Auteurs and Brainbenders

By way of Simon comes an announcement for a new DS game. It’s a game that features a real-world Doctor as its front-and-centre personality and it’s a game that features the word “Brainbenders” in its title. Normally this would be enough to dismiss it outright as yet another clone of the successful “Dr. Kawashima’s Brain Training” series. In this case, though, my interest has been piqued simply because of who the title’s Doctor is: Reiner Knizia.

If you play modern board games — German ones especially — then Knizia’s name would be familiar to you. He is a prolific and successful game designer who, amongst many award winning games, designed my favourite board game of the last century: Tigris and Euphrates. A game that, in my opinion, is perfect in its design. Thousands of words can be used to explain why, and maybe one day I’ll write them, but all that needs to be said is: “just play it.” Because of that history, Knizia’s name is enough to turn a throw-away DS title into something on my watch list.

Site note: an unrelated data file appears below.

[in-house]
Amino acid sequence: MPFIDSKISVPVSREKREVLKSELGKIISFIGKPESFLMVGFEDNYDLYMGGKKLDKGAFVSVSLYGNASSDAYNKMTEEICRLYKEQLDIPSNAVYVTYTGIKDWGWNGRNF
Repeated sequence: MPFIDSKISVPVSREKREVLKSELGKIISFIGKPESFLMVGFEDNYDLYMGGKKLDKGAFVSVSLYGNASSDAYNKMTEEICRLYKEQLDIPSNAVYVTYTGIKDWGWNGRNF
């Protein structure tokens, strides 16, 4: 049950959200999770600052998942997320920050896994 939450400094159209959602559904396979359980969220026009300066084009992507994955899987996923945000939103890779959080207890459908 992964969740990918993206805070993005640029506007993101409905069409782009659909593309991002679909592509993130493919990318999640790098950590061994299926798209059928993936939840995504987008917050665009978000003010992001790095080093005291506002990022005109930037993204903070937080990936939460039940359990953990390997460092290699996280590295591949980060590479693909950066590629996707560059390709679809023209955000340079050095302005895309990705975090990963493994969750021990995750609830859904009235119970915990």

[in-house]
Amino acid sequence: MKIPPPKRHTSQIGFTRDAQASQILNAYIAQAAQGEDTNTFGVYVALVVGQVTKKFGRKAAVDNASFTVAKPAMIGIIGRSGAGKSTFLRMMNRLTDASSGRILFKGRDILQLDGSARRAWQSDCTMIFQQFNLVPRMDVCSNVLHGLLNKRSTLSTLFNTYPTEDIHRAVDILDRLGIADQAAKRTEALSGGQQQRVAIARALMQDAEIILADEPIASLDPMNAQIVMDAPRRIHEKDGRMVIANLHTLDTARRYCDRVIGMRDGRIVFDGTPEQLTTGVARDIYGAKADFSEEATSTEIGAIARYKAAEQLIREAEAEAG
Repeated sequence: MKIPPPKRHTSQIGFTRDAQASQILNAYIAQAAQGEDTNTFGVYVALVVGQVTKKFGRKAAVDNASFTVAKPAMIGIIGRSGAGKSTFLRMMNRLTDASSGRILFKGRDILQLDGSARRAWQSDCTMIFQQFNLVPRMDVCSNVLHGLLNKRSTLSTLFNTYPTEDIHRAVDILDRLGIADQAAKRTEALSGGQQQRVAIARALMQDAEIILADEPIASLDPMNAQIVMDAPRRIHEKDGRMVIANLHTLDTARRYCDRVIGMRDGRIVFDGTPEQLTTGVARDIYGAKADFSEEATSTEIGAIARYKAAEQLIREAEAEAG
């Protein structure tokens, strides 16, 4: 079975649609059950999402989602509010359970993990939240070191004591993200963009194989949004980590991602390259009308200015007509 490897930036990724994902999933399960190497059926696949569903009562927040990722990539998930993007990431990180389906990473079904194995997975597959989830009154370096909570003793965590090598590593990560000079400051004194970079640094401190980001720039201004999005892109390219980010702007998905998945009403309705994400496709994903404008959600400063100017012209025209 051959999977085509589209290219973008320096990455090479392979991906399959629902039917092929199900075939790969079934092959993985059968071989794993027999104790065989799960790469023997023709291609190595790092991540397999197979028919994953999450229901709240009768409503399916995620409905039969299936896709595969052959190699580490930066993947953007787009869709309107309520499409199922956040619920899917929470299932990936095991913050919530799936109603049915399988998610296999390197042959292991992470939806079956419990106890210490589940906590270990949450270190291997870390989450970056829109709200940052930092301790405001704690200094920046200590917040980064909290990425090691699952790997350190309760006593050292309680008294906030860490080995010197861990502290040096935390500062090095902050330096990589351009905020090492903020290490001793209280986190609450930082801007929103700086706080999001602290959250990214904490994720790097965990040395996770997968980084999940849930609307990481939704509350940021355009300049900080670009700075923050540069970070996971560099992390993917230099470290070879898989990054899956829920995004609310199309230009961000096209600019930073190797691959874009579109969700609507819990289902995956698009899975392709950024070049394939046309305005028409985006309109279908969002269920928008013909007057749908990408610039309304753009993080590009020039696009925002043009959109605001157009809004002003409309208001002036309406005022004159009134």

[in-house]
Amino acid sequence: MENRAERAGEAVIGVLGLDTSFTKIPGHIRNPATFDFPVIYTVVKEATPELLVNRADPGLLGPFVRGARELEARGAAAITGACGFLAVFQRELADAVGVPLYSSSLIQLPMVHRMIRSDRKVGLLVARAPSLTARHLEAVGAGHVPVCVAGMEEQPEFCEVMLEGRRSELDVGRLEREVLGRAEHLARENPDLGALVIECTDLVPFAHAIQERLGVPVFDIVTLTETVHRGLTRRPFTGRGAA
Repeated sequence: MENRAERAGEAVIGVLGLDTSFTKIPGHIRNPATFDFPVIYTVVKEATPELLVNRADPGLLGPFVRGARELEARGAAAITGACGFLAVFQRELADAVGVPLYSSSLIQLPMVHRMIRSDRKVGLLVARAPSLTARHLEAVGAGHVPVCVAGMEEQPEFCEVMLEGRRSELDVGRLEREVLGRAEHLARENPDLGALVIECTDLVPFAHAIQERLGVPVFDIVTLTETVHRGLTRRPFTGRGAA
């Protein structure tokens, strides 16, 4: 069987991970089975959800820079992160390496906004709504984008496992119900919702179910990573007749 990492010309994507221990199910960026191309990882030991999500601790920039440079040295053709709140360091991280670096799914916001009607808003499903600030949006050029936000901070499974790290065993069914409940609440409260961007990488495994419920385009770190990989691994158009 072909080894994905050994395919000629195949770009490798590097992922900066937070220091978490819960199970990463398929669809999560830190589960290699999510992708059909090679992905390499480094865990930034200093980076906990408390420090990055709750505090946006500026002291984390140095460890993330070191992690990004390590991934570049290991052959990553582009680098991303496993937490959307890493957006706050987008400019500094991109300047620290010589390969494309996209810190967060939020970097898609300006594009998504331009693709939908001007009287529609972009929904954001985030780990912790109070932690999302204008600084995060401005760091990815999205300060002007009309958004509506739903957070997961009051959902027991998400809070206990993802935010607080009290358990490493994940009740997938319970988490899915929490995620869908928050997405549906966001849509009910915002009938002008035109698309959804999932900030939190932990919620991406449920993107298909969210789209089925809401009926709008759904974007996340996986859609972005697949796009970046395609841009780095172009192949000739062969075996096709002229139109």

Meanwhile, Gore Verbinski thinks that the game industry needs auteurs. I don’t disagree with him but I don’t think it’s as dire as he makes it out to be. There already are auteurs. They’re the ones designing Rez and Parappa The Rapper and even Tigris and Euphrates. They just aren’t creating bland licensed games and movie industry merchandise. Those will never rise above what they are. And no matter how much creative control Gore Verbinski had with the Pirates of the Caribbean movies, they will always remain films based on a fucking amusement park ride, themselves nothing more than merchandise. That whole keynote feels superficial because of that.

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